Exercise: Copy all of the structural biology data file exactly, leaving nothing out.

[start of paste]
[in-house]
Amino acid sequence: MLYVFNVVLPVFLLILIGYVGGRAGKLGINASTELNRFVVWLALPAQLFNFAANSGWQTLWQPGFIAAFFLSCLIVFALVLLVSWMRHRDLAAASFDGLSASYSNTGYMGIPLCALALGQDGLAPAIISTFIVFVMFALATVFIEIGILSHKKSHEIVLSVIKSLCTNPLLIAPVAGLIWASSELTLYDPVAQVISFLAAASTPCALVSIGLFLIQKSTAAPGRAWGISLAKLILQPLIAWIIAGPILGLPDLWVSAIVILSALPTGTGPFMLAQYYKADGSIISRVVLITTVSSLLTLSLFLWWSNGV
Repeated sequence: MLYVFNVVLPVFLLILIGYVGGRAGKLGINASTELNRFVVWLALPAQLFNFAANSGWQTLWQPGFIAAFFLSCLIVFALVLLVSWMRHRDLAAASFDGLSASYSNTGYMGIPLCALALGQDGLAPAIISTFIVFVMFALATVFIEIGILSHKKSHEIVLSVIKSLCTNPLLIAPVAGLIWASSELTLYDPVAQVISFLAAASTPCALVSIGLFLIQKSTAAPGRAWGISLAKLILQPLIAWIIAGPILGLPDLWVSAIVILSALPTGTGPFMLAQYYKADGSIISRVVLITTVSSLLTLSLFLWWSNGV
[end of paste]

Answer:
[in-house]
Amino acid sequence: MLYVFNVVLPVFLLILIGYVGGRAGKLGINASTELNRFVVWLALPAQLFNFAANSGWQTLWQPGFIAAFFLSCLIVFALVLLVSWMRHRDLAAASFDGLSASYSNTGYMGIPLCALALGQDGLAPAIISTFIVFVMFALATVFIEIGILSHKKSHEIVLSVIKSLCTNPLLIAPVAGLIWASSELTLYDPVAQVISFLAAASTPCALVSIGLFLIQKSTAAPGRAWGISLAKLILQPLIAWIIAGPILGLPDLWVSAIVILSALPTGTGPFMLAQYYKADGSIISRVVLITTVSSLLTLSLFLWWSNGV
Repeated sequence: MLYVFNVVLPVFLLILIGYVGGRAGKLGINASTELNRFVVWLALPAQLFNFAANSGWQTLWQPGFIAAFFLSCLIVFALVLLVSWMRHRDLAAASFDGLSASYSNTGYMGIPLCALALGQDGLAPAIISTFIVFVMFALATVFIEIGILSHKKSHEIVLSVIKSLCTNPLLIAPVAGLIWASSELTLYDPVAQVISFLAAASTPCALVSIGLFLIQKSTAAPGRAWGISLAKLILQPLIAWIIAGPILGLPDLWVSAIVILSALPTGTGPFMLAQYYKADGSIISRVVLITTVSSLLTLSLFLWWSNGV